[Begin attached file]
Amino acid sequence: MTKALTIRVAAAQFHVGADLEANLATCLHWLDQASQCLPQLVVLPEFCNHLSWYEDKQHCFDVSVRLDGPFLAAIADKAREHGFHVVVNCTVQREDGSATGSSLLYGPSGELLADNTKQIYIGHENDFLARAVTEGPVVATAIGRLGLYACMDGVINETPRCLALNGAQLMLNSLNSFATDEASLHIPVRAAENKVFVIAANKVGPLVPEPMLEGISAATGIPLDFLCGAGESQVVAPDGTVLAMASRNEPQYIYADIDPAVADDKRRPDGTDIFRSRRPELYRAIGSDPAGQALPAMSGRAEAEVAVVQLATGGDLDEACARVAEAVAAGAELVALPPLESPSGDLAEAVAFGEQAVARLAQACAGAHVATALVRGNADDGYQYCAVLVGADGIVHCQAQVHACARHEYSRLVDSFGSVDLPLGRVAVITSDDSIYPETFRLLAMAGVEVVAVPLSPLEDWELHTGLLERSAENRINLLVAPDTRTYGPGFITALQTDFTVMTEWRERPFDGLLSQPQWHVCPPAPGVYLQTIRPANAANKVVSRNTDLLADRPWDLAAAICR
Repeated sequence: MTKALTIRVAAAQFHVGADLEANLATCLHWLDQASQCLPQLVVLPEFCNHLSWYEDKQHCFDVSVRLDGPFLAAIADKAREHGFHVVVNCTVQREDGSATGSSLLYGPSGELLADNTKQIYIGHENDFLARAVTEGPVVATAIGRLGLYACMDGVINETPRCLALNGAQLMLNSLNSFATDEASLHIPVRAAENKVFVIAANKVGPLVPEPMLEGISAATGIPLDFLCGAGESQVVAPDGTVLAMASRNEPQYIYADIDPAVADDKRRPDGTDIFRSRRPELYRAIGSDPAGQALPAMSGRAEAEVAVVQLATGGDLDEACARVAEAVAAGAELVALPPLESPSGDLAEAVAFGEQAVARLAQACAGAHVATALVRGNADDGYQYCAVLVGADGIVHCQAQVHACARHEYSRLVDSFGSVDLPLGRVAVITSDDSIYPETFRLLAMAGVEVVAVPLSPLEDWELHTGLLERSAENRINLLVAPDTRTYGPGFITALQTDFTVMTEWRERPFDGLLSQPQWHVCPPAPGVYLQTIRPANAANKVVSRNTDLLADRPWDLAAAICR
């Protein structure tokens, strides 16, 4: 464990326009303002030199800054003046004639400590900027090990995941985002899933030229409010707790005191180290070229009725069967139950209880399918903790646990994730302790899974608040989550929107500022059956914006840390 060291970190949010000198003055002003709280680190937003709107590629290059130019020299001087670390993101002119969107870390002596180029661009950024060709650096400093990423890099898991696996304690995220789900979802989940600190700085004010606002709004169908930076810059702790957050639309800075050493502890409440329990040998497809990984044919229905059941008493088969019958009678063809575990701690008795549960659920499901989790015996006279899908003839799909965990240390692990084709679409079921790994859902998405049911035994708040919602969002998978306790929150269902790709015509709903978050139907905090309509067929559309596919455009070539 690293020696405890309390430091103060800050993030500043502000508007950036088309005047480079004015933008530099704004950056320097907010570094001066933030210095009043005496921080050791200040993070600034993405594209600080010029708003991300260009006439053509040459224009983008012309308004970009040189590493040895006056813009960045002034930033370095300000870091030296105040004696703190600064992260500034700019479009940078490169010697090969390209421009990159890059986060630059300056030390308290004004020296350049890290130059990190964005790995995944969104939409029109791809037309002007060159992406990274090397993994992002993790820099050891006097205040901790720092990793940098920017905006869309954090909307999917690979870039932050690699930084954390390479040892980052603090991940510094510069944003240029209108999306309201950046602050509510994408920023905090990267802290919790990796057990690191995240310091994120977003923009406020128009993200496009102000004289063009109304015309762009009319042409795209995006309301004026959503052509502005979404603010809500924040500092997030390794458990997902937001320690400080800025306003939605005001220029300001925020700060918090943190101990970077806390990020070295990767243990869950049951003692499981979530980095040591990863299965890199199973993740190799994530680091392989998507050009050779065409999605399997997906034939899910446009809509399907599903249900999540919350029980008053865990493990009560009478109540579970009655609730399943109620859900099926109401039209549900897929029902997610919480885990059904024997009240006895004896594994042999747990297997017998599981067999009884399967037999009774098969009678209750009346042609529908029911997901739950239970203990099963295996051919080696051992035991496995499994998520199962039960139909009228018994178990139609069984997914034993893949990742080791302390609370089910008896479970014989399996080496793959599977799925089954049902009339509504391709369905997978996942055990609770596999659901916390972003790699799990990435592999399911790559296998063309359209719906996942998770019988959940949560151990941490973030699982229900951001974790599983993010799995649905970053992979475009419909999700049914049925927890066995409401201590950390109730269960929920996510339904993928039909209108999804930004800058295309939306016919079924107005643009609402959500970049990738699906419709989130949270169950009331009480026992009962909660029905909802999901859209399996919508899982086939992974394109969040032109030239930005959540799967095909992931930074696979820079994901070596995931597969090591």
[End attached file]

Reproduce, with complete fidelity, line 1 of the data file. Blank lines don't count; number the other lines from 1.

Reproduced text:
Amino acid sequence: MTKALTIRVAAAQFHVGADLEANLATCLHWLDQASQCLPQLVVLPEFCNHLSWYEDKQHCFDVSVRLDGPFLAAIADKAREHGFHVVVNCTVQREDGSATGSSLLYGPSGELLADNTKQIYIGHENDFLARAVTEGPVVATAIGRLGLYACMDGVINETPRCLALNGAQLMLNSLNSFATDEASLHIPVRAAENKVFVIAANKVGPLVPEPMLEGISAATGIPLDFLCGAGESQVVAPDGTVLAMASRNEPQYIYADIDPAVADDKRRPDGTDIFRSRRPELYRAIGSDPAGQALPAMSGRAEAEVAVVQLATGGDLDEACARVAEAVAAGAELVALPPLESPSGDLAEAVAFGEQAVARLAQACAGAHVATALVRGNADDGYQYCAVLVGADGIVHCQAQVHACARHEYSRLVDSFGSVDLPLGRVAVITSDDSIYPETFRLLAMAGVEVVAVPLSPLEDWELHTGLLERSAENRINLLVAPDTRTYGPGFITALQTDFTVMTEWRERPFDGLLSQPQWHVCPPAPGVYLQTIRPANAANKVVSRNTDLLADRPWDLAAAICR